I’m thinking about joining a martial arts class once I’m finished moving. I’ve been wanting to do this for a while. It will help me get in shape, feel more secure, gain some self confidence, and let out some of the aggression that I keep all bottled up. I used to do martial arts, and I loved it. The only reason that I stopped was because I was having knee and hip troubles. My husband worries that that problem could occur again, but I think it’s worth the risk. If the issue does arise, I can always stop the classes.
I was diagnosed with Bipolar 1 disorder at a young age. I was 14 the first time I started treatment for mental health issues. It was my first visit to an inpatient behavioral health hospital. I have taken medication every day ever since that time in January of 1999 at the age of 14. I know that I will be on medication for the rest of my life; I don’t time mind as much when the medication is working. Bipolar is a treatable disorder, but it’s easier to treat for some than it is for others. My diagnosis includes treatment-resistant bipolar 1 disorder with psychosis. I give it all I’ve got, to treat my bipolar disorder.
No matter what, I do the best I can to feel okay with my current status, as long as I’m always working towards a healthy state. For me, that means taking my meds as my psychiatrist prescribes, going to support groups, communicating with friends and family, going to talk therapy appointments, and following all suggestions by doctors. I always do what I’m supposed to do, and I am sick and tired of doing it. Especially when what I’m doing isn’t effective or helping me in the way it’s supposed to.
I work hard every day and it feels as if my efforts go unnoticed by my bipolar disorder. I wish I could just stop my meds and I would somehow slip into a healthy state of mind, but I don’t have luck like that. Instead, I’m the kind of person whose mind and body would lose any mental status they had. That doesn’t mean I shouldn’t try. Of course it’s going to be exhausting from time to time, and of course I’m going to want to give up now and then, but every time, I will remind myself that I am far better off than I am without the treatments. One day, the treatments and everything will work. I will finally get the break that I need.
It’s extremely difficult for people to manage their bipolar disorder. In fact, for me, it’s probably the hardest thing I’ve ever had to handle. I’ve dealt with the death of my father as a teenager, a drug and alcohol addiction, maintaining sobriety, a previous relationship that was physically and emotionally abusive, and the loss of several friends due to suicide or drug addiction; these things are only a few of the circumstances I’ve dealt with, and for me, none of them compare to dealing with my bipolar disorder on a daily basis.
To me, it feels as if I often don’t have control over my own brain, mouth, and even my body. I frequently find myself saying things that should not be said or doing things that I should not do. My brain is always running, always thinking, it doesn’t take a break. I’m generally thinking about all of the things I did wrong, but I also think about different options I have, I’m on overload. My mind has no balance. It feels as if I have no control over my own mind. It jumps from subject to subject, never thinking any thought completely through. I often act on my emotions instead of logical thinking. I do the best I can to make the right choices, but when it’s left up to my brain, I never know what the results will be like.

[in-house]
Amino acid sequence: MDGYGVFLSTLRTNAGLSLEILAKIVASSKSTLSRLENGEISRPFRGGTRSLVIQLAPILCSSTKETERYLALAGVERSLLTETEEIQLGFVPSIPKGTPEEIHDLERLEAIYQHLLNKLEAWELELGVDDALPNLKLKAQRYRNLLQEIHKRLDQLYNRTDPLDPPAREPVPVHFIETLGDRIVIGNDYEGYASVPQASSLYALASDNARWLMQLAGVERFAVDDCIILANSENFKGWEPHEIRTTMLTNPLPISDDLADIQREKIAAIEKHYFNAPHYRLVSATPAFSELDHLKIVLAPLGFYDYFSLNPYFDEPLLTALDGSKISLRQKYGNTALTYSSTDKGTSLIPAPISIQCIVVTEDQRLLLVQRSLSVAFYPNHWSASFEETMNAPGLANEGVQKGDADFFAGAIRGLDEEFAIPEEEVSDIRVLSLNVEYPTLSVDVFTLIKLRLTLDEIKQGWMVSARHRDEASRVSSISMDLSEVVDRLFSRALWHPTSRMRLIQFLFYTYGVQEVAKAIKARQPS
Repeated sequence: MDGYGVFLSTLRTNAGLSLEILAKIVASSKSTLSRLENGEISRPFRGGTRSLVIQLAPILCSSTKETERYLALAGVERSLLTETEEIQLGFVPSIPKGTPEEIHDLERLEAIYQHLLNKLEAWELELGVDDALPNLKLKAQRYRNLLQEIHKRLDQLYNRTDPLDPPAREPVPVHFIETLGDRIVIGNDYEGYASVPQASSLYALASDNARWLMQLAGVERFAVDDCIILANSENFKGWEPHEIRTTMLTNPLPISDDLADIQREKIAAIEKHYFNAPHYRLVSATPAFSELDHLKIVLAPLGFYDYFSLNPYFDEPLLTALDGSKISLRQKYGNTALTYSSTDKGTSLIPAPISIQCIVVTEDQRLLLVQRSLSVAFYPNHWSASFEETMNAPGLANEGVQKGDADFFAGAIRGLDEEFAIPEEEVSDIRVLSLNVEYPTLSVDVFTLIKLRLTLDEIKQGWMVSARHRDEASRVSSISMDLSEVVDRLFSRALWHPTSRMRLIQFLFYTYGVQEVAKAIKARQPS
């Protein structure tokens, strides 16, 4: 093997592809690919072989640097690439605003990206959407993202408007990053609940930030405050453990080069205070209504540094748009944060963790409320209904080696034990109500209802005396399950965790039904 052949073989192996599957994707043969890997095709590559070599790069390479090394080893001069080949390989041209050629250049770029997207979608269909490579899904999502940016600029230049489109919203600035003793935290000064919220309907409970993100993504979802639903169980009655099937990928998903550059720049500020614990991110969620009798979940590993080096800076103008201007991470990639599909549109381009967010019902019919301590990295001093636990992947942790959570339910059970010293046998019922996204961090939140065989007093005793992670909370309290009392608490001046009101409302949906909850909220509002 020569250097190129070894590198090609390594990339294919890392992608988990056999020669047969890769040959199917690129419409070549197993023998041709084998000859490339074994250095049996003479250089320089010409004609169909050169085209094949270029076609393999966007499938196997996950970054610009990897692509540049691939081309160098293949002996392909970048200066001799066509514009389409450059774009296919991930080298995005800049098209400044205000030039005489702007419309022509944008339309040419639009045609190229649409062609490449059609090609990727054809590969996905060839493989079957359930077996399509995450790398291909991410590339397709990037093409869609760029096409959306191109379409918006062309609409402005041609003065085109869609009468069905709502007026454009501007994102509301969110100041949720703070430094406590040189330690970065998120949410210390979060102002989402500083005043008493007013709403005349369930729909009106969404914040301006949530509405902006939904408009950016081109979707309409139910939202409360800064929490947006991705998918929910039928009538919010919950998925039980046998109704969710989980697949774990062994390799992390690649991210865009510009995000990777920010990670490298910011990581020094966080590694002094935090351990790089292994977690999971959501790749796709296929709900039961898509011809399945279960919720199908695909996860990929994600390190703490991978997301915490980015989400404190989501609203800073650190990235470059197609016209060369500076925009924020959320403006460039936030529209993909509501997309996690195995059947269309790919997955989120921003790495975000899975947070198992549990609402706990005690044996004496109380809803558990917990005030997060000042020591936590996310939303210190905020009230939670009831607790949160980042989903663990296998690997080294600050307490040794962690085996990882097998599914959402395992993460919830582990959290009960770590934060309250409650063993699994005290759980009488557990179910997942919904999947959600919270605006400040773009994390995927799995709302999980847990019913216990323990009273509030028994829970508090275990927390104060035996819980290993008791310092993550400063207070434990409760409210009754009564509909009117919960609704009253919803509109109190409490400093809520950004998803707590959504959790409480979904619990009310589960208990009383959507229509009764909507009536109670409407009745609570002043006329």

I know this sounds weird, but I love rules; any set of instructions or guidelines that I can follow make my life easier. I don’t have to listen to my brain or attempt figure out what the right thing to do is. I don’t worry about my lack of control over myself, I simply do what I’m told is the right thing to do. I have a hard time being dishonest about anything. I know that honesty is the best policy, but sometimes there is such a thing as too much honesty. If I’m not completely honest with others, my mind keeps telling me how horrible I am, and then I can’t function or sleep. I’ve lived the majority of my life without control, following rules gives me control; it gives me power.
I no longer have to struggle to organize my mind to figure out what I should and should not do, I no longer have to worry if every single thing I did was right or wrong, and I no longer have to worry if I can live with the choices I made. As long as I am honest to the best of my ability, I feel free from the bipolar restraints and the lack of control that comes along with it; I can find balance in my life. Following rules and being honest is so much easier than doing anything else; there are already a set of instructions laid out for me, giving my mind some peace and quiet, which is something that almost never occurs. Of course my mind doesn’t stop, and there are still so many thoughts going on in there, but at least I don’t have to figure everything out on my own. I encourage others to try being honest and follow rules if they’re comfortable doing so, even if it’s as simple as following the instructions on a recipe or game. Maybe it will work for you, maybe it won’t, but I hope that it does, because I would really love to share the peace that it brings me.